Food Standards Australia New Zealand (FSANZ) is calling for public comment on a proposal for mandatory fortification of food with folic acid.
Each year, 300 to 350 pregnancies in Australia are affected by neural tube defects such as spina bifida. In New Zealand there are approximately 70 to 75 cases per year. In a statement FSANZ said that women can reduce the risk of having a baby with a neural tube defect by consuming 400 micrograms of folic acid a day before and during the first three months of pregnancy.
“However, there is evidence that pregnant women are not getting sufficient folic acid from food, either from food that has been fortified voluntarily by food companies or from naturally occurring folate. Although many women planning pregnancies take folic acid supplements, nearly half of all pregnancies are unplanned,” the statement said.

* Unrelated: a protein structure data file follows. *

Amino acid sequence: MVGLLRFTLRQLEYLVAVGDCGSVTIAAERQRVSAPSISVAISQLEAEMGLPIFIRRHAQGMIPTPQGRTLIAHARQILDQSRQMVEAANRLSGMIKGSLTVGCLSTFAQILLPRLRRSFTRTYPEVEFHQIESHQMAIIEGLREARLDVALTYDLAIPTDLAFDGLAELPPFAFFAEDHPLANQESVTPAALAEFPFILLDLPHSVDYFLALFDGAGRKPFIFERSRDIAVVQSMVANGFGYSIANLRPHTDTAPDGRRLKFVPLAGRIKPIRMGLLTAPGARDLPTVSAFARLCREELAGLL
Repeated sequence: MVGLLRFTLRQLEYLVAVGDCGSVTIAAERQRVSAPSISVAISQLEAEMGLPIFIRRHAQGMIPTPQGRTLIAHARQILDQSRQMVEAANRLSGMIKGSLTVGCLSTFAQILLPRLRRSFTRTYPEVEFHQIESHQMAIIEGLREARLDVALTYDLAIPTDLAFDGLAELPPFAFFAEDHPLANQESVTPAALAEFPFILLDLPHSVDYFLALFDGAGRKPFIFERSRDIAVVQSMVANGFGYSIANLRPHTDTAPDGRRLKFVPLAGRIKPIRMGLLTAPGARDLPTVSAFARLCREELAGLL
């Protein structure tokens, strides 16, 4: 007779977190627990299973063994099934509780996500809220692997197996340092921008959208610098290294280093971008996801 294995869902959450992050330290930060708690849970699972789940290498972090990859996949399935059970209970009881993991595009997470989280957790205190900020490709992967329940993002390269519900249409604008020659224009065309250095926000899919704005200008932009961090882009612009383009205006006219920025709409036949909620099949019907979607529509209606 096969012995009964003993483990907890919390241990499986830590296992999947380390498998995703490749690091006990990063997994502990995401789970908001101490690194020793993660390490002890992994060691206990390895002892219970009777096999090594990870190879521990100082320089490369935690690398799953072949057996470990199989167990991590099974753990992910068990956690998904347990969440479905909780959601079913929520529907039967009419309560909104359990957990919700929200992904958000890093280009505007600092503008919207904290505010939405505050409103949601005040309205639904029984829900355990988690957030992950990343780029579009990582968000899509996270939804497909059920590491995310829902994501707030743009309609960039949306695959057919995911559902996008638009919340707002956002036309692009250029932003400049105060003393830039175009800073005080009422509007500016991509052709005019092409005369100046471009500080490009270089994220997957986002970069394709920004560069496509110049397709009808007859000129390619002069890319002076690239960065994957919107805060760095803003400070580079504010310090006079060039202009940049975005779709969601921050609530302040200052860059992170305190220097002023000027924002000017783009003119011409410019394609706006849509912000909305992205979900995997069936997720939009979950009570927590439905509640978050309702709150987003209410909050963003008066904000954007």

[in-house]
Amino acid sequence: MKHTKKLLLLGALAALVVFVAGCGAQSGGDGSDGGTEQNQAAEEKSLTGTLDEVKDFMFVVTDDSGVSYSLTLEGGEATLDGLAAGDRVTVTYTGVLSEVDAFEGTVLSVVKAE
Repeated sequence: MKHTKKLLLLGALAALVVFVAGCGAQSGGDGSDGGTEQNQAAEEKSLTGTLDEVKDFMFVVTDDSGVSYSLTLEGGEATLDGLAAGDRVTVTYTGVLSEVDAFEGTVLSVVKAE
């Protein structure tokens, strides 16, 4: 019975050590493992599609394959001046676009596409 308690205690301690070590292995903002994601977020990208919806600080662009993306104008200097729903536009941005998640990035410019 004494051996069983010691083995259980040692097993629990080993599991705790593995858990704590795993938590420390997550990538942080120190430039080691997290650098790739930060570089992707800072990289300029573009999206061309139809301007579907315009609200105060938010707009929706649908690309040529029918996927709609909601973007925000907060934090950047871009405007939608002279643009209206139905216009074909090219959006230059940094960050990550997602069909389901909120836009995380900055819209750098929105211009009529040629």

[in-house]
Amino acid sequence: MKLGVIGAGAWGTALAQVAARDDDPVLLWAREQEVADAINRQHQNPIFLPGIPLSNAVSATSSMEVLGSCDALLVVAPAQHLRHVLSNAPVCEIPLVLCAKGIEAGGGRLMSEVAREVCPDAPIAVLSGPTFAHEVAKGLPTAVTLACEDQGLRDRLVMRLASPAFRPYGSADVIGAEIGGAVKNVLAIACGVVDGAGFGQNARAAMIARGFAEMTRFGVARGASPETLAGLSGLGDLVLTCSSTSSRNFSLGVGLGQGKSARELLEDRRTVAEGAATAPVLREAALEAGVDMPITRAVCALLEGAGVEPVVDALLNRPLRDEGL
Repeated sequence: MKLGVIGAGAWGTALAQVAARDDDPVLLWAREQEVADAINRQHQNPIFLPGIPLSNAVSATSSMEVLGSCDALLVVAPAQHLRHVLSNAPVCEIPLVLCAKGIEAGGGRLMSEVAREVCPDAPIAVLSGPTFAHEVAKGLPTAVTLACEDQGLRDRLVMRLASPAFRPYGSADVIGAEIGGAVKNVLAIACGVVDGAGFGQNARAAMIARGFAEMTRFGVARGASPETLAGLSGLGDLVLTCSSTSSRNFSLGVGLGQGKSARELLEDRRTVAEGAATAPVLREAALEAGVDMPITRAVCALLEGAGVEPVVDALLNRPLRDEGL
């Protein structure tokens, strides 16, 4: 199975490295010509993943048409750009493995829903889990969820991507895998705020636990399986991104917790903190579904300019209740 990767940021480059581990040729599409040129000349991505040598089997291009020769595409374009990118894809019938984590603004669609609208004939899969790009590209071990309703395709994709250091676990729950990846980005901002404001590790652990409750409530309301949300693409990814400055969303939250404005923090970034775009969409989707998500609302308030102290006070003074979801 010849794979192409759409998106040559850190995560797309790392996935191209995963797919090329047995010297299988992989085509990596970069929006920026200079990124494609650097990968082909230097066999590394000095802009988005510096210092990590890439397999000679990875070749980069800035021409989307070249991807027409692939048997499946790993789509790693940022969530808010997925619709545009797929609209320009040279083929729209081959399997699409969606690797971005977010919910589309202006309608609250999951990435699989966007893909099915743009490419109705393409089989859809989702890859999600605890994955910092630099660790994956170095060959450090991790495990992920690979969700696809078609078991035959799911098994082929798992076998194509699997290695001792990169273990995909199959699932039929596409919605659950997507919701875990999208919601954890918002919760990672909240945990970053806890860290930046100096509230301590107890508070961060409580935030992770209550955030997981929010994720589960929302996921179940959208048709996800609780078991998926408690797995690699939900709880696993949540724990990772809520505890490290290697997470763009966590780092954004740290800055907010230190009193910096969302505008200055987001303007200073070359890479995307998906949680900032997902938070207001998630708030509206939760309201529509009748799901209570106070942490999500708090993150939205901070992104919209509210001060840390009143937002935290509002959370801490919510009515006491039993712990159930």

The Australia and New Zealand Food Regulation Ministerial Council has asked FSANZ to consider developing a food standard for the mandatory fortification of food with folic acid. A draft standard recommending that folic acid be added to flour used for bread making is now available for public comment.
Bread making flour has been recommended as bread is a common food that is consumed regularly by most women of child bearing age.
“Overseas projects where folic acid has been added to flour have proven successful in reducing the rate of neural tube defects,” FSANZ said. “The proposed standard balances the need for women of child bearing age to get sufficient folic acid, while ensuring that some segments of the population, such as small children, do not get too much.”